And as Patty suggested, self-cleaning!! I have discovered that there are so many things I would rather do than clean my house. Writing, reading, sewing, running, watch the grass grow, watch videos of other people playing video games (I find this exceedingly boring)… the list goes on and on.

So my dream house isn’t much different than my house with a few upgrades.

Posted in Joselyn Vaughn | Tagged , , , | 9 Comments

Home, Sweet Home

This week, one of the foxes asked us to describe the house of our dreams.

My house

This is my house. No, it’s not a castle, but who wants to live in a huge, drafty place?

I’m pretty happy with the house I live in. It’s big enough that I don’t feel cramped, but not so big that I feel I’m getting exercise walking from one end to the other. It’s located in a nice safe suburb, so each morning I walk on paved roads or sidewalks, but traffic is not a problem. This is what we call a “bedroom community” – people live here, but very few work here.


We LOVE having our kids and grandkids over!

It’s a ranch style house, because my husband insisted he didn’t want to deal with stairs. At the time I protested – it had always been my dream to live in a two-story. But he won that argument, and now that I have bad knees I’m thankful for that. We raised two daughters here, and hubby’s three children and their children all come over to visit from time to time. The yard is big enough for a pool and yard games, but small enough that chasing a toddler is not a chore.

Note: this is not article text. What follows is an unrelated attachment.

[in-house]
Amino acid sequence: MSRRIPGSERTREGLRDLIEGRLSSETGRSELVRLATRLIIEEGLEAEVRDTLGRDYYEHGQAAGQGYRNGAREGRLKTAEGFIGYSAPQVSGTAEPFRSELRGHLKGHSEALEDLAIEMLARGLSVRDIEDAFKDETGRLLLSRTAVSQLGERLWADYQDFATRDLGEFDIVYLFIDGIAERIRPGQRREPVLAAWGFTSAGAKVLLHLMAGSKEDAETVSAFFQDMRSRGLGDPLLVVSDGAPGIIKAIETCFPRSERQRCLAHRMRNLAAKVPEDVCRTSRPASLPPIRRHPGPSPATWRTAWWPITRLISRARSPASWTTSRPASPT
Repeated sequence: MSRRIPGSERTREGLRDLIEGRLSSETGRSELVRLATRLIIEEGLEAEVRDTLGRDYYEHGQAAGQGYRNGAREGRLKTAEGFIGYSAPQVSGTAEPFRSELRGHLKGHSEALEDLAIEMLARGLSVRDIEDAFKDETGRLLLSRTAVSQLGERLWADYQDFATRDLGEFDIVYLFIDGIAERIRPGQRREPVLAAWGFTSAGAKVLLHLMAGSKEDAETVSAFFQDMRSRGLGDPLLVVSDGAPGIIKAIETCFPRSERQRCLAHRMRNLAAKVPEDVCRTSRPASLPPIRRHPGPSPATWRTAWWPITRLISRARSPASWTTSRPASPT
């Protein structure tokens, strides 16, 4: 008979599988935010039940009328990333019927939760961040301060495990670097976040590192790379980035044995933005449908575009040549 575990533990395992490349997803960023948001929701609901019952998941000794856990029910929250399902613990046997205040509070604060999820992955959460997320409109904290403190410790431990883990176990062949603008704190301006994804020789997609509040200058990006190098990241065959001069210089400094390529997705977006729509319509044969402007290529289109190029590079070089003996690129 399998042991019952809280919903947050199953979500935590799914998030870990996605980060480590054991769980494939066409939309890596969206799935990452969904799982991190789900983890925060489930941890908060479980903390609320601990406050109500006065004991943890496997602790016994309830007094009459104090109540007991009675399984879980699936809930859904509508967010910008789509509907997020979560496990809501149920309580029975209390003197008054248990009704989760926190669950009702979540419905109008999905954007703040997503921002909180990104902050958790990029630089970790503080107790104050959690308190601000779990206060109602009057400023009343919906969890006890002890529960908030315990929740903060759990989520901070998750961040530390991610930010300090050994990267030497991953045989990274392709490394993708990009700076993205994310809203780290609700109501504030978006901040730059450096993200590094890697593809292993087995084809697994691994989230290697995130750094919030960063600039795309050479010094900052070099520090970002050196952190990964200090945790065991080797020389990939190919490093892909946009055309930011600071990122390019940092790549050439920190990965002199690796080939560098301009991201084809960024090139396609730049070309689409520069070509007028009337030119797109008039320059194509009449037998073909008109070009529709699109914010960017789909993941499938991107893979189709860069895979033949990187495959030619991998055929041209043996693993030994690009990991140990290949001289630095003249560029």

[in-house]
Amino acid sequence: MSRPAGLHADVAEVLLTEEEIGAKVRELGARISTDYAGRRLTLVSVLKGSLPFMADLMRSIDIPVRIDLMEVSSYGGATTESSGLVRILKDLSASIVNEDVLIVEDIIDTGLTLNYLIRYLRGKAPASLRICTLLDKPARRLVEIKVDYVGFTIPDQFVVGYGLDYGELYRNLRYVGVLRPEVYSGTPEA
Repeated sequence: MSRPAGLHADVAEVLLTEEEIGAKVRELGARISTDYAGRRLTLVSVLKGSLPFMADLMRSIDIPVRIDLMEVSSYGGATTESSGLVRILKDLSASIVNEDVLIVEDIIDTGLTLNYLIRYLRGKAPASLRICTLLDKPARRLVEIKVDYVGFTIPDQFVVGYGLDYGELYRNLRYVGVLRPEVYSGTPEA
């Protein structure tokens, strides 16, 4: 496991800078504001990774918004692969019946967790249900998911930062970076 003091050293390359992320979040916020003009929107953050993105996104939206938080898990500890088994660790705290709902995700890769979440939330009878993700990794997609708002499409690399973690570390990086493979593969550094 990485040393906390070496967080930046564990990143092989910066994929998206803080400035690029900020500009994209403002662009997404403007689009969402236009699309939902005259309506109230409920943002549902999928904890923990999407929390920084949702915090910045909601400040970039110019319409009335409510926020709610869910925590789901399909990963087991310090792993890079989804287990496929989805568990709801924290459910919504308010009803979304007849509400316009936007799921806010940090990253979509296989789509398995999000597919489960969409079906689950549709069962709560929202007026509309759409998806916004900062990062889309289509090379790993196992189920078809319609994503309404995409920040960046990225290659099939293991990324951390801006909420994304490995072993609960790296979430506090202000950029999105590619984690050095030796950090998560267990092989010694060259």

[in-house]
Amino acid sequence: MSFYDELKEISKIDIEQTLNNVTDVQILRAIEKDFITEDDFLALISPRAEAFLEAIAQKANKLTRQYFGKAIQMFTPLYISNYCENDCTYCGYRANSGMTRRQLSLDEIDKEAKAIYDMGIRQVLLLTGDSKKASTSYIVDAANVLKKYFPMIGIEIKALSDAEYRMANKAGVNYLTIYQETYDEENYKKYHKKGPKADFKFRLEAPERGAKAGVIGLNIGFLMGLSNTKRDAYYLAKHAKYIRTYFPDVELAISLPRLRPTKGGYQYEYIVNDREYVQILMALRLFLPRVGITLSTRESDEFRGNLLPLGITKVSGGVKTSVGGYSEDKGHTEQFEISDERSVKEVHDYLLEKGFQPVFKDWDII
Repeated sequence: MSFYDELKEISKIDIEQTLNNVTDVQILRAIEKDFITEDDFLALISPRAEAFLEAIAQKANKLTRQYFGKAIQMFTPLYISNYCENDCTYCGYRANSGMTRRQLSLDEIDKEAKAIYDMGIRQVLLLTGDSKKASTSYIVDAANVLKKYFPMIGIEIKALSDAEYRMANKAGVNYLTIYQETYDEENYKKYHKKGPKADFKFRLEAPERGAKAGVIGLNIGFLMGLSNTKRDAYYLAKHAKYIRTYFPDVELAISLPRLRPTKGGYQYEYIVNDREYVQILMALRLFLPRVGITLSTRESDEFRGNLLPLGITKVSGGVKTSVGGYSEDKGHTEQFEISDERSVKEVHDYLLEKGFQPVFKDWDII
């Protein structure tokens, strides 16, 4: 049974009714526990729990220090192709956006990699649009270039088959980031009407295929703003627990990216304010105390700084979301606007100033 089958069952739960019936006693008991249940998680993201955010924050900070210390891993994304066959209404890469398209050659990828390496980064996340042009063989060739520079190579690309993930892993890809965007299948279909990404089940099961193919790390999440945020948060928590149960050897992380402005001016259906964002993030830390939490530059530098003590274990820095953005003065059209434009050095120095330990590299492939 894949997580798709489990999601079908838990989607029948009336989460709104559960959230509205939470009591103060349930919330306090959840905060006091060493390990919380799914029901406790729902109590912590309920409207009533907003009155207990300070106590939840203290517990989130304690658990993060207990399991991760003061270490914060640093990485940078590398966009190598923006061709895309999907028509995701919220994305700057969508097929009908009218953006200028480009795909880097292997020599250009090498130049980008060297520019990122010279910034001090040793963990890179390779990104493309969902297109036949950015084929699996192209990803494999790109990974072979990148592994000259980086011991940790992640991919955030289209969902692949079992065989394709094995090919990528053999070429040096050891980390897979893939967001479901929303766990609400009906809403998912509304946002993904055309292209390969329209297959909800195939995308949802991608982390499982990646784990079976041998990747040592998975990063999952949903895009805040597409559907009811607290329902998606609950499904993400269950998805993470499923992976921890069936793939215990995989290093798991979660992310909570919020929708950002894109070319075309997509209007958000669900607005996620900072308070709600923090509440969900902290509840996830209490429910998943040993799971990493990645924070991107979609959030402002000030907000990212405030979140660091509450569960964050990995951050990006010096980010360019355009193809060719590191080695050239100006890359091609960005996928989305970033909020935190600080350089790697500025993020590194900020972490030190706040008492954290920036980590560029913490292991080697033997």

Now as for what I would change about this house if money wasn’t a concern:

craft room

This is what I had in mind when I designed my craft room last year, but mine falls far short of this. I still need to find room for stuff!

First of all, I would make it self-cleaning. Floors, bathrooms, tabletops, countertops, and cupboards would all magically clear themselves of clutter and dust. Or maybe the cleaning fairies could just come and make everything sparkle. While they’re at it, they can finish my long-overdue projects and figure out what to do with all the stuff I’ve accumulated. All my various craft supplies would be magically organized so that I could find what I needed at any given time. I’d have enough table space so that all my various machines could be out and ready to use at a moment’s notice.